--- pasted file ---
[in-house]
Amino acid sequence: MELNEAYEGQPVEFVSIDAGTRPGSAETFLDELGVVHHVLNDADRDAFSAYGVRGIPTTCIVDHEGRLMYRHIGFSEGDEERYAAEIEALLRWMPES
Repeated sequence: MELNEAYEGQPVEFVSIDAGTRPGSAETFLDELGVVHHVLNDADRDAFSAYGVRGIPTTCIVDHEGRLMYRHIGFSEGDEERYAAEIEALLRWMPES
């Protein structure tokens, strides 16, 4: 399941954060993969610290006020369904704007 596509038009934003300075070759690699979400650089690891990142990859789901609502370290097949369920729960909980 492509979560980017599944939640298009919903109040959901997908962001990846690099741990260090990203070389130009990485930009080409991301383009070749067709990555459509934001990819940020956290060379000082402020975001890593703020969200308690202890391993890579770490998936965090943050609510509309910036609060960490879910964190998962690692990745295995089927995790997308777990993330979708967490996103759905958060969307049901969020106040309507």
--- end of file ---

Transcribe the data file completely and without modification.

[in-house]
Amino acid sequence: MELNEAYEGQPVEFVSIDAGTRPGSAETFLDELGVVHHVLNDADRDAFSAYGVRGIPTTCIVDHEGRLMYRHIGFSEGDEERYAAEIEALLRWMPES
Repeated sequence: MELNEAYEGQPVEFVSIDAGTRPGSAETFLDELGVVHHVLNDADRDAFSAYGVRGIPTTCIVDHEGRLMYRHIGFSEGDEERYAAEIEALLRWMPES
């Protein structure tokens, strides 16, 4: 399941954060993969610290006020369904704007 596509038009934003300075070759690699979400650089690891990142990859789901609502370290097949369920729960909980 492509979560980017599944939640298009919903109040959901997908962001990846690099741990260090990203070389130009990485930009080409991301383009070749067709990555459509934001990819940020956290060379000082402020975001890593703020969200308690202890391993890579770490998936965090943050609510509309910036609060960490879910964190998962690692990745295995089927995790997308777990993330979708967490996103759905958060969307049901969020106040309507």